The Surface Pro 3 (by itself, with no keyboard) weighs 1.76 pounds. With the keyboard, it weighs 2.41 pounds. It measures 7.93 inches wide, 11.5 inches long, and 0.36 inches thick (9.1 mm, if you prefer). The device is by no means large, but it is much larger than an iPad Air, which measures 6.6 inches wide by 9.4 inches long by 0.29 inches thick and weighs just one pound. The Surface Pro 3 may weigh significantly less than a MacBook Air and iPad Air combined, but when pitted head to head with the Surface Pro 3, the iPad comes out on top in terms of portability.

Many users will correctly point out that the Surface Pro 3 is a full Windows 8.1 machine, while the iPad is not a full Mac. That's true, but as you'll see in its most recent iPad commercials, Apple disputes the notion that the iPad can't be used to get stuff done. Any way you slice it, the Surface Pro 3 is a tablet that has the price point and the weight of a laptop (with the keyboard included).

Microsoft achieved some significant leaps forward with the Surface Pro 3. It is a thinner, lighter, more functional tablet than its predecessors. In creating a tablet that is meant to serve as both laptop and tablet, however, Microsoft can't help but stumble on the weaknesses of both in terms of size and cost. The Surface Pro 3 may serve as a laptop and tablet replacement for some users, but others will be happy to skip out of the office with a thinner, lighter tablet that costs hundreds of dollars less.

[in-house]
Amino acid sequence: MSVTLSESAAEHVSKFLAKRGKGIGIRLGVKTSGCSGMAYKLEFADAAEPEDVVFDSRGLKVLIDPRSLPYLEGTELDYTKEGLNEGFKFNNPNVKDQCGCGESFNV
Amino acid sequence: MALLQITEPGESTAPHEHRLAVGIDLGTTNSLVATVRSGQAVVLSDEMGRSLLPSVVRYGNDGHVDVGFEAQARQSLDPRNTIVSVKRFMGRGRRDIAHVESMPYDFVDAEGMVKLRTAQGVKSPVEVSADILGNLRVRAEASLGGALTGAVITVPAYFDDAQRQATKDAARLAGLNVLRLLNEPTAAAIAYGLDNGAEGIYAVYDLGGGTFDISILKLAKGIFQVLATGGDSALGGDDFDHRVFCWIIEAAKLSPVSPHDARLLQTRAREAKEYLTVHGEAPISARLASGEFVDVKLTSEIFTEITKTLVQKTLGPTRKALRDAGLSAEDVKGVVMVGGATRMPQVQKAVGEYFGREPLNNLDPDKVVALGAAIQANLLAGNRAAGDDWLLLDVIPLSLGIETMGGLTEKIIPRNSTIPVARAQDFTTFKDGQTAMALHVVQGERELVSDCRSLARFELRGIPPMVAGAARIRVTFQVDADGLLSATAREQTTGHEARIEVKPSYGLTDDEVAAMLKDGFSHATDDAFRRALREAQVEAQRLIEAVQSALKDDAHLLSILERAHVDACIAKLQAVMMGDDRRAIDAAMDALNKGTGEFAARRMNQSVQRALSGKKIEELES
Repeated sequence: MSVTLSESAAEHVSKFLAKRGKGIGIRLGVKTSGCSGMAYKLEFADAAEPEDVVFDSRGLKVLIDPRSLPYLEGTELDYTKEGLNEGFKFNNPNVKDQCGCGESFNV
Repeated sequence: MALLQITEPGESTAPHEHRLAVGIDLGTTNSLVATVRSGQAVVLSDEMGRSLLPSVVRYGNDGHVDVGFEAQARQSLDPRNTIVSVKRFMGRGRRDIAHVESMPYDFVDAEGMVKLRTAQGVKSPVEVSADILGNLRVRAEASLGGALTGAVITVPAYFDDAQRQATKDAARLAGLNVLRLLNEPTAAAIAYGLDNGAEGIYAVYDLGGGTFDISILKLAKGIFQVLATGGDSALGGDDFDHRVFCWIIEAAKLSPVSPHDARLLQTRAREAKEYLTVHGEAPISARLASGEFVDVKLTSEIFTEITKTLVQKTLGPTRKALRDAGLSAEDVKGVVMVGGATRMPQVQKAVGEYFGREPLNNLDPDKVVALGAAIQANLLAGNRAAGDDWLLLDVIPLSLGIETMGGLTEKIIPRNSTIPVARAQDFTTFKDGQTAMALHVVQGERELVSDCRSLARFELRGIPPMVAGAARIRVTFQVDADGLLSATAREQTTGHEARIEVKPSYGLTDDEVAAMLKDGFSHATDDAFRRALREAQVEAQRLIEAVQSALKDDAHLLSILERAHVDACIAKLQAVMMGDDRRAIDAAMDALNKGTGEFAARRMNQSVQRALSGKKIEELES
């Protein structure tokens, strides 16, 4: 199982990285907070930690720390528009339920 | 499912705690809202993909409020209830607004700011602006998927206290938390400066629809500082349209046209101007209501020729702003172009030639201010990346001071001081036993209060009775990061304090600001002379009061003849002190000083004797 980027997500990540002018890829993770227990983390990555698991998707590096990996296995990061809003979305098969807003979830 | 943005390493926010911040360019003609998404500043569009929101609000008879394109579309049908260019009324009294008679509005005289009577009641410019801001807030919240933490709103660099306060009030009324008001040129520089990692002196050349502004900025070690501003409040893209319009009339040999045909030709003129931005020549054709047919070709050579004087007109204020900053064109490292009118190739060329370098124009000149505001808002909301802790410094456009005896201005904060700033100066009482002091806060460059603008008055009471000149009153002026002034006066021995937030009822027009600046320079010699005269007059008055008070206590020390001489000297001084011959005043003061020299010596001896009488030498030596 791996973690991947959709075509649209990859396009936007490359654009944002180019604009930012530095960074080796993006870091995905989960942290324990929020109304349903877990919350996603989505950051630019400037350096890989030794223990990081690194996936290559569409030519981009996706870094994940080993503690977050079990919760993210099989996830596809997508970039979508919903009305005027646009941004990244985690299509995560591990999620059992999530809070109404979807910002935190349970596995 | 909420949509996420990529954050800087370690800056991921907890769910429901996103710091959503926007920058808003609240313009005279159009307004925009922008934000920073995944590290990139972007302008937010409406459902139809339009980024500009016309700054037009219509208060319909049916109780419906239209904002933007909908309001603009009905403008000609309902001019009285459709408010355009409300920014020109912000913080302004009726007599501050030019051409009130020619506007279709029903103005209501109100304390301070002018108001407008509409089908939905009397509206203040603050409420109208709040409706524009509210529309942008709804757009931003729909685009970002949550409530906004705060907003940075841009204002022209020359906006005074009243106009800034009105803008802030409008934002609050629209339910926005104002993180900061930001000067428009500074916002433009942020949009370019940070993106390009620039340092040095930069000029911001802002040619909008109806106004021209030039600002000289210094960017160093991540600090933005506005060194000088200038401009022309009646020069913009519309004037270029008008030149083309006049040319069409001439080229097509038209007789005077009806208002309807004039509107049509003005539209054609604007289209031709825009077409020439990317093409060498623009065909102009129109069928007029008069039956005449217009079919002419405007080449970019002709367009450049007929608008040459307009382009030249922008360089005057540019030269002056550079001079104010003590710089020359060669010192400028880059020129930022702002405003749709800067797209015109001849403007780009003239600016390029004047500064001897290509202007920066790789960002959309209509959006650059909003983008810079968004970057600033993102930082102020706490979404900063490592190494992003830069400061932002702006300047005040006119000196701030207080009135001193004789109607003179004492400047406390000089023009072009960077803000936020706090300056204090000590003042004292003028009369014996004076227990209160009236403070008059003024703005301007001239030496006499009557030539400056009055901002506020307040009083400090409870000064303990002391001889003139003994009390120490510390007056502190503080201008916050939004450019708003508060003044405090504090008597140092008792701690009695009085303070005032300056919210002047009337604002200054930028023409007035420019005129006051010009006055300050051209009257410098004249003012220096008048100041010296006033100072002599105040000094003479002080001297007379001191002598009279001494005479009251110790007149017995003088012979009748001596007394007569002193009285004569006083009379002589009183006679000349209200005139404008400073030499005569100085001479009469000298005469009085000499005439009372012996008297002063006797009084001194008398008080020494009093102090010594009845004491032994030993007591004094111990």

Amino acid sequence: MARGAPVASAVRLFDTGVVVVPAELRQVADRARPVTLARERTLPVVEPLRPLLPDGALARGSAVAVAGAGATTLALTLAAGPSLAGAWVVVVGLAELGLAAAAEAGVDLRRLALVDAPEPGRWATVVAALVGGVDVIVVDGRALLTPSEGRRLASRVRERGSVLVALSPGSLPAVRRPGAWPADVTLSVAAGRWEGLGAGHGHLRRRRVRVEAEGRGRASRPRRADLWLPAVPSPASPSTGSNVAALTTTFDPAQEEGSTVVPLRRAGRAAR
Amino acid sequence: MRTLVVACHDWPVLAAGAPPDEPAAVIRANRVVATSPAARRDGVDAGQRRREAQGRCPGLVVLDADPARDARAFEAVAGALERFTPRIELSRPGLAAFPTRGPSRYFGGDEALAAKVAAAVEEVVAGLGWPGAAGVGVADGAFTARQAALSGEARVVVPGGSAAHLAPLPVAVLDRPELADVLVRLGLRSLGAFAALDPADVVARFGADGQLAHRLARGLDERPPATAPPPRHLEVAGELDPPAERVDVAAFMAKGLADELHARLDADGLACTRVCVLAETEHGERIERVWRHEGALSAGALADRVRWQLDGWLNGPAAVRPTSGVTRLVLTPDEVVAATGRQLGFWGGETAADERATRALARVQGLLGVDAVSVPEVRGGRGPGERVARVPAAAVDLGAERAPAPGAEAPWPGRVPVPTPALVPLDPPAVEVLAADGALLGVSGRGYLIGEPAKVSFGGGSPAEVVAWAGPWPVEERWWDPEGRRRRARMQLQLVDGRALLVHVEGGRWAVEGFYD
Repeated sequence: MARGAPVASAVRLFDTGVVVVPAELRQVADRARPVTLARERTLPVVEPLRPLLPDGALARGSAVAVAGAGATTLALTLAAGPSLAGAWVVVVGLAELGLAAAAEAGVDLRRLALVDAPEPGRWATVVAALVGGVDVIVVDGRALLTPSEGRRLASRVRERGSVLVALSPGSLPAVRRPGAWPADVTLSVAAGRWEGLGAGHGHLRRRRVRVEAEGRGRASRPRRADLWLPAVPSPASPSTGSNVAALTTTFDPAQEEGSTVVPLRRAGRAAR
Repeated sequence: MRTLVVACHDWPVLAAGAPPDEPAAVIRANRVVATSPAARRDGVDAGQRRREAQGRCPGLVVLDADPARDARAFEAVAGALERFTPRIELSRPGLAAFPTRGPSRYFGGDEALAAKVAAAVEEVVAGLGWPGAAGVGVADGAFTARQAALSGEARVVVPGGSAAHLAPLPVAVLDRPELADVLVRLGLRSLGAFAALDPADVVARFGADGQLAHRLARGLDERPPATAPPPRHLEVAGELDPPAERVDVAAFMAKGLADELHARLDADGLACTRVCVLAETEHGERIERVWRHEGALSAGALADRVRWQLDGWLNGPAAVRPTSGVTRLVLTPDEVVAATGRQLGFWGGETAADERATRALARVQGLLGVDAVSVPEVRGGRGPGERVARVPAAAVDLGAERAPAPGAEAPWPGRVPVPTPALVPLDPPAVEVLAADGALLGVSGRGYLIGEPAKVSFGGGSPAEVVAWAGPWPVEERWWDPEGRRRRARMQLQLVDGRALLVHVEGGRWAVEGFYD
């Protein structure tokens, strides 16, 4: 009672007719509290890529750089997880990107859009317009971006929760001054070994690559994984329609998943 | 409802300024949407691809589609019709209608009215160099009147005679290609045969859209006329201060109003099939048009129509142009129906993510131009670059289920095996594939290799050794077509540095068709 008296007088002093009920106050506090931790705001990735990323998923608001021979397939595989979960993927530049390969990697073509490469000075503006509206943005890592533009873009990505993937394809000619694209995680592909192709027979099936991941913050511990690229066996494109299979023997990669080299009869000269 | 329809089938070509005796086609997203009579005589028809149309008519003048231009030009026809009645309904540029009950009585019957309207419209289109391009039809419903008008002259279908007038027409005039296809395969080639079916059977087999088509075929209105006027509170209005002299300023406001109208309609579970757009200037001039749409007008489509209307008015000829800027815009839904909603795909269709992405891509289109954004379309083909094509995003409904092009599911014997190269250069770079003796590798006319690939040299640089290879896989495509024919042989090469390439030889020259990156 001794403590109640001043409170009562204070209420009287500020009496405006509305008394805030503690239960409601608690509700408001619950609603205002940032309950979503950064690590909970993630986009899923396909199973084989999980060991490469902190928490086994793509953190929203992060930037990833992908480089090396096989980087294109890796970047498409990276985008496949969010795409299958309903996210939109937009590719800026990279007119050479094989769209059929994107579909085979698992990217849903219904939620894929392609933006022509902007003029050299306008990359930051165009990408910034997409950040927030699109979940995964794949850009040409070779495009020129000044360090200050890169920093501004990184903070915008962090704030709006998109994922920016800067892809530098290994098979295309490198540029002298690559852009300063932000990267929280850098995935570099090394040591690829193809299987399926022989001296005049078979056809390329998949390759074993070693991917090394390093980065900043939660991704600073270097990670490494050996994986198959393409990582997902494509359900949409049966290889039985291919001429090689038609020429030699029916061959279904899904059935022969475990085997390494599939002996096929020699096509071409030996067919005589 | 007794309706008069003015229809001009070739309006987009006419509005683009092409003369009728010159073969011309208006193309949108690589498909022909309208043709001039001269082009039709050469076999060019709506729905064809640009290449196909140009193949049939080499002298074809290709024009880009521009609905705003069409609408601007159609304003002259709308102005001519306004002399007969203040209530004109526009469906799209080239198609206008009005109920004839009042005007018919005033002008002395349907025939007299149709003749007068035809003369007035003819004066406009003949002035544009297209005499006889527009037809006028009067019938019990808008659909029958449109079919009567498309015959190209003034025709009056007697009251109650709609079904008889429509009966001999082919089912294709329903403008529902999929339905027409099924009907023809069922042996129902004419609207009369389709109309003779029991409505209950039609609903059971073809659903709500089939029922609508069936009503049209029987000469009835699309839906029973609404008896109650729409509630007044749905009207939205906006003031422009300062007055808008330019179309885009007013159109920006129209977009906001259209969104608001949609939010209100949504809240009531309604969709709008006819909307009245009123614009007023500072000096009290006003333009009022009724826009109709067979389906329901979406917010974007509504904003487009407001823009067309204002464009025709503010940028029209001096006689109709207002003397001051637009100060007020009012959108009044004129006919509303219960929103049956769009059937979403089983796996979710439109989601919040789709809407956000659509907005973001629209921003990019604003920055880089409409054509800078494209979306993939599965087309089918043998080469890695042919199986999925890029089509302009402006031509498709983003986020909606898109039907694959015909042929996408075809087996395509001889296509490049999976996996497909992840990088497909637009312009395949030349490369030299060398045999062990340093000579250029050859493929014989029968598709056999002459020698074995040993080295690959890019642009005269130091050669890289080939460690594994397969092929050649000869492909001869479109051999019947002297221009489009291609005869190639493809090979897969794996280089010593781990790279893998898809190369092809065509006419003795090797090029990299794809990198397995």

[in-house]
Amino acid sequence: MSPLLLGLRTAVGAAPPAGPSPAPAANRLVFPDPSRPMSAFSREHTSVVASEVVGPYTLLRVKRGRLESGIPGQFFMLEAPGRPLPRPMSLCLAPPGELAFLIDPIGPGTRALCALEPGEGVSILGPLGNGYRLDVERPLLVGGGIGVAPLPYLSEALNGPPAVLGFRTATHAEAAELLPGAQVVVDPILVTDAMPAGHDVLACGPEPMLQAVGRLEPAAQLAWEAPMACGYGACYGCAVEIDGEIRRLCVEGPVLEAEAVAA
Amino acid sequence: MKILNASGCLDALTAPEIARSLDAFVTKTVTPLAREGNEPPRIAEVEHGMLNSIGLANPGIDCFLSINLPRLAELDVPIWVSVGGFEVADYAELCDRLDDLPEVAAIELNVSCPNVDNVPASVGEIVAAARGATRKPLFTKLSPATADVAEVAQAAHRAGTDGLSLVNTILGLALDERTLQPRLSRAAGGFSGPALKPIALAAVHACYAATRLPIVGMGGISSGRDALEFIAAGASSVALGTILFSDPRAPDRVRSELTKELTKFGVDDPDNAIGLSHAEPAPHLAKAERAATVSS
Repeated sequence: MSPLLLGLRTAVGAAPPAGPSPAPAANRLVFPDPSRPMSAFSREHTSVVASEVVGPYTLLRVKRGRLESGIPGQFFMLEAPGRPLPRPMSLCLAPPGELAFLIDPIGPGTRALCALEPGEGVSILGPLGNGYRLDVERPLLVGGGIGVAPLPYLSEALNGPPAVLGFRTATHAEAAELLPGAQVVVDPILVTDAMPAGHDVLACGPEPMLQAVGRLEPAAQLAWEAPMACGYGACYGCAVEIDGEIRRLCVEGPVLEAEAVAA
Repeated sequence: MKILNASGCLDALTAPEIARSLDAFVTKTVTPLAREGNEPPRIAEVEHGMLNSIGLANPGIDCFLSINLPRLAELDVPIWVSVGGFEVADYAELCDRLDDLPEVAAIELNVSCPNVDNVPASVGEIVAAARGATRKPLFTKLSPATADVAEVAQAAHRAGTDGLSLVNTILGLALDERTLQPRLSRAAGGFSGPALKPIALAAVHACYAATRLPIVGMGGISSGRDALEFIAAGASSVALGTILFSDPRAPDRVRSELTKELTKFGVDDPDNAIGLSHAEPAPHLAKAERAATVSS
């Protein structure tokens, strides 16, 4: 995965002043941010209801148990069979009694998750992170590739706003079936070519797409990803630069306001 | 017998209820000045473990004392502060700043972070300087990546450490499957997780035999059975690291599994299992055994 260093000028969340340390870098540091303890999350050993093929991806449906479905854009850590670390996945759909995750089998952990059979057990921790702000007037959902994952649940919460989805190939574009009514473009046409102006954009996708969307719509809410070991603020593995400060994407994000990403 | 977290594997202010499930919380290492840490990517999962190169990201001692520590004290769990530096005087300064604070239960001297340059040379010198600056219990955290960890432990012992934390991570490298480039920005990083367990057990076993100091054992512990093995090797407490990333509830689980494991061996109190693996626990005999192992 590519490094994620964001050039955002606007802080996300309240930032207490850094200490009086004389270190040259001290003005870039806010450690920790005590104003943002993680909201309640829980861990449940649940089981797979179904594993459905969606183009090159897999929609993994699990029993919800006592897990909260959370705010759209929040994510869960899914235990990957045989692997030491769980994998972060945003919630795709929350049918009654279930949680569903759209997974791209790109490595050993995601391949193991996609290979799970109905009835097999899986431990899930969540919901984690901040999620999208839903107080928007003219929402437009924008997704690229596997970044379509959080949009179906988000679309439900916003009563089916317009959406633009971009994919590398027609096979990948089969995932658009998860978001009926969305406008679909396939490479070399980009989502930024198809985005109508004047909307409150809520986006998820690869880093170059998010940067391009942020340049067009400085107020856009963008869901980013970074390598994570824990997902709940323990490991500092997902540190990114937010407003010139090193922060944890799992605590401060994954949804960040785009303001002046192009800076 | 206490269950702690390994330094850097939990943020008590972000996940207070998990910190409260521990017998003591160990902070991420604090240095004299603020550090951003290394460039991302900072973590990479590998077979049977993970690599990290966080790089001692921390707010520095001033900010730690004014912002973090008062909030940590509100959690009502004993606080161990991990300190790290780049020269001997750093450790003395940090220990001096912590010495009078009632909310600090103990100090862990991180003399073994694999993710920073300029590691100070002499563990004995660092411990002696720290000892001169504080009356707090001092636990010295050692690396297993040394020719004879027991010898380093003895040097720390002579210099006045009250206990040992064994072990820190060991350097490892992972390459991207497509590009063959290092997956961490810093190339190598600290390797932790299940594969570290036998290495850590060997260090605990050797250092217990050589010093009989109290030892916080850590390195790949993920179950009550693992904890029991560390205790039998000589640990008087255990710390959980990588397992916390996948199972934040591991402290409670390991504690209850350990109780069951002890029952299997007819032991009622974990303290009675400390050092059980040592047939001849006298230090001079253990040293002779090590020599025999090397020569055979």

What do Uber, Bank of America, and Walgreens have to do with your mobile app strategy? Find out in the new Maximizing Mobility issue of InformationWeek Tech Digest.

Eric is a freelance writer for InformationWeek specializing in mobile technologies. View Full Bio

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DDURBIN1
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DDURBIN1,
User Rank: Apprentice
5/28/2014 | 5:49:07 PM
Re: It's more portable than a Macbook Air.
When going through the tablet verses laptop decision processes of course these products will be compared including Android and Chrome books just as you stated based on predominance of use.  Particularly since the MacBooks run MS Office, the usage comparisons will be made.  But the Surface Pro 3 will also be competing against other ultrabooks and tablets where a better comparison can be made.  Microsoft's real competition for the Surface Pro 3 is not Apple.  If Apple does bring to market a 12" product most likely I think it will be an iPad, then the Surface to iPad comparison can be made right on.
DDURBIN1
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DDURBIN1,
User Rank: Apprentice
5/28/2014 | 5:28:59 PM
Re: Surface Pro 3 missing pieces
It's quite hard to understand Microsoft's decision process of late.  Everything has a value based on features verses cost.  Microsoft's price points have not been in line with customers' value point (Win8 or Surface) making it hard for Microsoft to properly "guess" the market.  Very strange considering Microsoft trail blazed the marketing and product development processes for technology products.  They are running out of time to get it right at least on the hardware end.
Michael Endler
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Michael Endler,
User Rank: Author
5/28/2014 | 5:08:43 PM
Re: It's more portable than a Macbook Air.